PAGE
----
As I walked I took out a cigarette. It was a Tusker, a local brand, strong and sweet. As I lit it and drew in the smoke I thought of my ex-husband, John Clearwater. This was the most obvious legacy of our short marriage -- a bad habit. There were others, of course, other legacies, but they were not visible to the naked eye.

Joao was waiting for me, about a mile from camp. He sat on a log picking at an old scab on his knee. He looked tired and not very well. Joao was very black, his skin almost a dark violet color. He had a Ilong top lip that made him look permanently sad and serious. He rose to his feet as I approached. We greeted each other and I offered him a cigarette, which he accepted and carefully stored in his canvas bag.

"Any luck?" I asked.

"I think, I think I see Lena," he said. "She very big now." He held out his hands, shaping a pregnant belly. "She come very soon now. But then she run from me."

He gave me his field notes and I told him about my uneventful day with Clovis as we strolled back to camp. Joao was my full-time assistant. He was in his forties, a thin, wiry man, diligent and loyal. We were training his second son, Alda, as an observer, but he was away today in the city, trying to sort out some problem to do with his military service. I asked how Alda was progressing.

"I think he will return tomorrow," Joao said. "They say the war is finish soon, so no more soldiers are required."

"Let's hope so."

We talked a little about our plans for the next day. Soon we reached the small river that Mallabar -- I think-had whimsically named the Danube. It was fed from the damp grasslands high on the plateau to the east, and descended in a series of pools and falls in a long deepish valley through our portion of the Semirance Forest, and then moved on, more sedately and ever broadening, until it met the great Cabule River a hundred and fifty miles away on the edge of the coastal plain.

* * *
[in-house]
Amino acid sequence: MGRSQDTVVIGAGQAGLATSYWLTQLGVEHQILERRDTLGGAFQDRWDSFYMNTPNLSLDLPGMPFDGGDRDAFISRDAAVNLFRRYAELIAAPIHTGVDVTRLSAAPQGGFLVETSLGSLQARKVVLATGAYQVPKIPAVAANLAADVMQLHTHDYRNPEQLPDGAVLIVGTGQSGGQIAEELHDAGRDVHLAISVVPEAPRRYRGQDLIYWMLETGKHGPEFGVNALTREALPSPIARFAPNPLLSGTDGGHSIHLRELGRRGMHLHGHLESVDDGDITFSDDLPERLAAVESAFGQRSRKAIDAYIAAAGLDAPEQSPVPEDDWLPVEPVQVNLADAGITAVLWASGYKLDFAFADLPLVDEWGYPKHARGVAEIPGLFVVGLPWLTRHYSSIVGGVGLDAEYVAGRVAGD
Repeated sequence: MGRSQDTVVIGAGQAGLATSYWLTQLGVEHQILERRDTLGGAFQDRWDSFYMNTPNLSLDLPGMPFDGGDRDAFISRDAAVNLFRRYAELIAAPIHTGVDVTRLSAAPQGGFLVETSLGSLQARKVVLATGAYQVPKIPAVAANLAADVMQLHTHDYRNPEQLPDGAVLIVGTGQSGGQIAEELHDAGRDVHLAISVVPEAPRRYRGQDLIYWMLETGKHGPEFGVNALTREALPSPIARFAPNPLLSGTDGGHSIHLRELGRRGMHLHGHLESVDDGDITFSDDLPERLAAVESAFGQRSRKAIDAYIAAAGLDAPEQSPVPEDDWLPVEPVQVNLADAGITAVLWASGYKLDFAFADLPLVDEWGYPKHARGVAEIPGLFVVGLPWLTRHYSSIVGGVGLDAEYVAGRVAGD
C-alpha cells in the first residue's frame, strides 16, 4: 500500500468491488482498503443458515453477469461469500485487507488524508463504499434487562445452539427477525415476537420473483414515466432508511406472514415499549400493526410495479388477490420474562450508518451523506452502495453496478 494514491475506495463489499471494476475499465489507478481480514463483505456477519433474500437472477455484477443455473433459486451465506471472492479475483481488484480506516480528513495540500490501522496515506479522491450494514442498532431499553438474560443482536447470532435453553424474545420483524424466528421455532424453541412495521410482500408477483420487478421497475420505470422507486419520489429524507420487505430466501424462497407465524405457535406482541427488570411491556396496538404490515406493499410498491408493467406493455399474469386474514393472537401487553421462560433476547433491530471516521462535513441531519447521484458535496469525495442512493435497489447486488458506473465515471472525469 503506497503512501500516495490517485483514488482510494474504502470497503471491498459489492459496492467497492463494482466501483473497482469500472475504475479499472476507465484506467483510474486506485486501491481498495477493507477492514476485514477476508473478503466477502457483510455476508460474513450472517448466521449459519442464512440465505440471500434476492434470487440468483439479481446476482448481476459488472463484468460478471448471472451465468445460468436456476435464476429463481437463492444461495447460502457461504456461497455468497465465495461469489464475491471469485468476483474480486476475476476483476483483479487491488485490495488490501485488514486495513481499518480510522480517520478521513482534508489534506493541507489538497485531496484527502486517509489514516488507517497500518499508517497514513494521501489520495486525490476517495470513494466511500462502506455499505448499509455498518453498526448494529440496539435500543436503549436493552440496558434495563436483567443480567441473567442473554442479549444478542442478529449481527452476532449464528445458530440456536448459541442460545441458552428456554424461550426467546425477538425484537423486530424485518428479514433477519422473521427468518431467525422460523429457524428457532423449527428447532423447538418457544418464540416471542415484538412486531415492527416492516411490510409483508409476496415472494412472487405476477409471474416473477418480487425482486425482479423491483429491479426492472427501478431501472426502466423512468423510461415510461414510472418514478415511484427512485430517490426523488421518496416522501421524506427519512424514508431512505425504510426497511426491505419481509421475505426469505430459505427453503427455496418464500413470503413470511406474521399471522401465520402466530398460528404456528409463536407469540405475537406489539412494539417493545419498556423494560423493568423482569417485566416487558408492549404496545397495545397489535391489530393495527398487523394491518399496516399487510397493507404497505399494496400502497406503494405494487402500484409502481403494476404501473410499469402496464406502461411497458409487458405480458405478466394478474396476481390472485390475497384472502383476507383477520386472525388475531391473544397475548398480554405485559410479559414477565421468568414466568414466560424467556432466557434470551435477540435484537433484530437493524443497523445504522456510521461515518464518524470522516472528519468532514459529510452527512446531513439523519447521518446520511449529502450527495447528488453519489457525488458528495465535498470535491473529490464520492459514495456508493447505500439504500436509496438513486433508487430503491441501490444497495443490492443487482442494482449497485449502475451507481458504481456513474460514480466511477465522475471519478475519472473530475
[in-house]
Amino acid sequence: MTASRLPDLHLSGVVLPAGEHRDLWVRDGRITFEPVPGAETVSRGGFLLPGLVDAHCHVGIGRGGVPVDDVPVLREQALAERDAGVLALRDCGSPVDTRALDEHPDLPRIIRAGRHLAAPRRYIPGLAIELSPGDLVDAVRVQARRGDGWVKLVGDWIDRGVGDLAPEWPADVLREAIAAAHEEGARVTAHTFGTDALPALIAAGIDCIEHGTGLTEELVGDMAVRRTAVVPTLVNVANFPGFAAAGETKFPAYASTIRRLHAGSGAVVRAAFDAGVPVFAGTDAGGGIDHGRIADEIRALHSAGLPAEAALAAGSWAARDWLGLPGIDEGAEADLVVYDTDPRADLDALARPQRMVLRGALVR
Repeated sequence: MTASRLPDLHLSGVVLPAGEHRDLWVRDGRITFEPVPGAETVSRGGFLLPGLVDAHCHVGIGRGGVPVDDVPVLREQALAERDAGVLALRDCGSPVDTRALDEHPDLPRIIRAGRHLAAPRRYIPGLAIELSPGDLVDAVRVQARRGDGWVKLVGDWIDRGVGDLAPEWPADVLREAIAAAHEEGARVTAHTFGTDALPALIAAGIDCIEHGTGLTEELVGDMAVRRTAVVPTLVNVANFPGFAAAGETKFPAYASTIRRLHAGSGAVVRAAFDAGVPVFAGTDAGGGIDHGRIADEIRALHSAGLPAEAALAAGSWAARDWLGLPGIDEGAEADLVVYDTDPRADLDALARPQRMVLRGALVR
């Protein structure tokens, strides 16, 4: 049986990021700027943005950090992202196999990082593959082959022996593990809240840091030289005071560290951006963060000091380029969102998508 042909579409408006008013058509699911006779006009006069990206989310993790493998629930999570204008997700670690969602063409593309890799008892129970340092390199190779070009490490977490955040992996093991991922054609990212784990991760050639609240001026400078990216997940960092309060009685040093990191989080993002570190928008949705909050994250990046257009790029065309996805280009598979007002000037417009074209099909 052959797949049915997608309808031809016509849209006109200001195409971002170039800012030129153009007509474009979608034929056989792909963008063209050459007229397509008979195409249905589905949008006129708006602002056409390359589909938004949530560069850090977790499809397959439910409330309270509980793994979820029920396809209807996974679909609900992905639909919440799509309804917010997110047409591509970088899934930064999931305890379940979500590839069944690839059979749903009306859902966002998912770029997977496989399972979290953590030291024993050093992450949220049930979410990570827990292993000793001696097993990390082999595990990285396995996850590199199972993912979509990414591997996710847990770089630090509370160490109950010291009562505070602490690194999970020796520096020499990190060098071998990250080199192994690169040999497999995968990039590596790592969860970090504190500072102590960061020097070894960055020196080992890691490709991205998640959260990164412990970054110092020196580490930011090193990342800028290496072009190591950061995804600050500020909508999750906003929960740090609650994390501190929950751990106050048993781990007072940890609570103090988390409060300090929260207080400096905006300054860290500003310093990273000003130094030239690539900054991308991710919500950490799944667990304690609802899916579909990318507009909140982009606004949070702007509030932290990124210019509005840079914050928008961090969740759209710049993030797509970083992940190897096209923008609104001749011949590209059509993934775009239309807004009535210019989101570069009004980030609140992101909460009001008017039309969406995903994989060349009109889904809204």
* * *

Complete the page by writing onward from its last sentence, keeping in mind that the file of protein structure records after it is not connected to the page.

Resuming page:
Excerpted from Brazzaville Beach by William Boyd Copyright © 2007 by William Boyd. Excerpted by permission.
All rights reserved. No part of this excerpt may be reproduced or reprinted without permission in writing from the publisher.
Excerpts are provided by Dial-A-Book Inc. solely for the personal use of visitors to this web site.

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Brazzaville Beach 4.3 out of 5 based on 0 ratings. 16 reviews.
sas on LibraryThing More than 1 year ago
Perhaps my favourite modern novel - a deeply profound, rich meditation on exactly what makes us human. Which also manages to be an entertaining read - with a bit of chaos theory thrown in for good measure. Multiple readings have not dimmed its power at all.
jayne_charles on LibraryThing More than 1 year ago
I haven't encountered too many books written by male authors but narrated by female characters. This is one of the few - and unfortunately I didn't think Boyd created a woman here, or at least if she is she's a bit butch. He did a better job in 'Restless'. There were good points to this novel - Boyd's writing is always entertaining, there were some good bit-part characters (I liked Meredith, she has the perfect life IMO!), and the ape storyline taken in isolation was very good. I had difficulty following the past/present strands of the plot, however, even though these were differentiated by first person/third person narration. Interesting literary device but a bit confusing. The writing was a bit nebulous in places....I just would have liked a bit more explanation of some of the sections.Left me slightly disappointed.
ruthseeley on LibraryThing More than 1 year ago
One of my all-time favourite works of contemporary fiction. I would so love to write the screenplay for the movie that begs to be made from this novel.
Oregonreader on LibraryThing More than 1 year ago
Brazzaville Beach is one of the best novels by a very good author. The book combines thought-provoking ideas and a gripping plot. Hope Clearwater is a young Englishwoman who marries a math genius primarily because she envies the way his mind works. A retrospective look at his ideas and her observation of his breakdown is woven between her life in a camp in the Congo where she is one of the observers in a large study of chimps. The camp is situated in a region where constant fighting occurs between government and rebellious forces. Hope makes a shocking discovery about the behavior of the chimps and this sets off unexpected repercussions. Her experiences as she moves between the chimps, the scientists in the camp and the war all around her create an amazing story. This is a book that can be enjoyed on many levels, from the philosophical to the simply suspenseful.
dreamreader on LibraryThing More than 1 year ago
It's been some time since I've read a book that satisfied on so many levels - vividly created characters, a sense of time and place, an engaging multi-level plot, and philosophical, scientific, and psychological theories. Now what? What to read next that will measure up? I'm hoping it's more of William Boyd.
Smiler69 on LibraryThing More than 1 year ago